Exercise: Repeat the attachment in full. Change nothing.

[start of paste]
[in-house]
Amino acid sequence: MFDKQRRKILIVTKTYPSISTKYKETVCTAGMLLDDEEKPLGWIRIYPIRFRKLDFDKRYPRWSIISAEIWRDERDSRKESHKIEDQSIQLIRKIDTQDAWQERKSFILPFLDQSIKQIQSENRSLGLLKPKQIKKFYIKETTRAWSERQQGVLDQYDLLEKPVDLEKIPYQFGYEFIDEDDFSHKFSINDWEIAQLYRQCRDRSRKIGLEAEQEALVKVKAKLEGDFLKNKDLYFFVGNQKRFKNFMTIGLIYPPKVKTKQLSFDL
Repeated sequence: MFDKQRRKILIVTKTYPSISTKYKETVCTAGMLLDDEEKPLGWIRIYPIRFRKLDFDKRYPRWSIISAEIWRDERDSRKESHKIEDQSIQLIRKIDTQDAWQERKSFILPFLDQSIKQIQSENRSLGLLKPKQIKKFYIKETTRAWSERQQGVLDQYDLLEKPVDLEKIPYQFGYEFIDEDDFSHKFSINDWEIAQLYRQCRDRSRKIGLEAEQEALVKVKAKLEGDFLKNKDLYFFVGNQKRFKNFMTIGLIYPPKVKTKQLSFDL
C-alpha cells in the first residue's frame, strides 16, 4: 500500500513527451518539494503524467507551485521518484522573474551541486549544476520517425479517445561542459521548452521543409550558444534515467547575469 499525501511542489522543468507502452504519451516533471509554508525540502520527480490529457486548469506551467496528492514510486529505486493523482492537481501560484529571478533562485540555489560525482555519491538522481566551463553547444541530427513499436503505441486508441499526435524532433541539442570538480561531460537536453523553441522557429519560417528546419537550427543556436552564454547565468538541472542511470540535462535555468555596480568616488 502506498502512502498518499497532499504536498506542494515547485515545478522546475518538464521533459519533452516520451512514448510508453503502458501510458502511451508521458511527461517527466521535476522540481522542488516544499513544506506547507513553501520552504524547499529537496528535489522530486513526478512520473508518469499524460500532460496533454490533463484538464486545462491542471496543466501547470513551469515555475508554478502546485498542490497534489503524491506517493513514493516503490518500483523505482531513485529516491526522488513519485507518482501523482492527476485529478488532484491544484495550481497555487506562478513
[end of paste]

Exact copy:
[in-house]
Amino acid sequence: MFDKQRRKILIVTKTYPSISTKYKETVCTAGMLLDDEEKPLGWIRIYPIRFRKLDFDKRYPRWSIISAEIWRDERDSRKESHKIEDQSIQLIRKIDTQDAWQERKSFILPFLDQSIKQIQSENRSLGLLKPKQIKKFYIKETTRAWSERQQGVLDQYDLLEKPVDLEKIPYQFGYEFIDEDDFSHKFSINDWEIAQLYRQCRDRSRKIGLEAEQEALVKVKAKLEGDFLKNKDLYFFVGNQKRFKNFMTIGLIYPPKVKTKQLSFDL
Repeated sequence: MFDKQRRKILIVTKTYPSISTKYKETVCTAGMLLDDEEKPLGWIRIYPIRFRKLDFDKRYPRWSIISAEIWRDERDSRKESHKIEDQSIQLIRKIDTQDAWQERKSFILPFLDQSIKQIQSENRSLGLLKPKQIKKFYIKETTRAWSERQQGVLDQYDLLEKPVDLEKIPYQFGYEFIDEDDFSHKFSINDWEIAQLYRQCRDRSRKIGLEAEQEALVKVKAKLEGDFLKNKDLYFFVGNQKRFKNFMTIGLIYPPKVKTKQLSFDL
C-alpha cells in the first residue's frame, strides 16, 4: 500500500513527451518539494503524467507551485521518484522573474551541486549544476520517425479517445561542459521548452521543409550558444534515467547575469 499525501511542489522543468507502452504519451516533471509554508525540502520527480490529457486548469506551467496528492514510486529505486493523482492537481501560484529571478533562485540555489560525482555519491538522481566551463553547444541530427513499436503505441486508441499526435524532433541539442570538480561531460537536453523553441522557429519560417528546419537550427543556436552564454547565468538541472542511470540535462535555468555596480568616488 502506498502512502498518499497532499504536498506542494515547485515545478522546475518538464521533459519533452516520451512514448510508453503502458501510458502511451508521458511527461517527466521535476522540481522542488516544499513544506506547507513553501520552504524547499529537496528535489522530486513526478512520473508518469499524460500532460496533454490533463484538464486545462491542471496543466501547470513551469515555475508554478502546485498542490497534489503524491506517493513514493516503490518500483523505482531513485529516491526522488513519485507518482501523482492527476485529478488532484491544484495550481497555487506562478513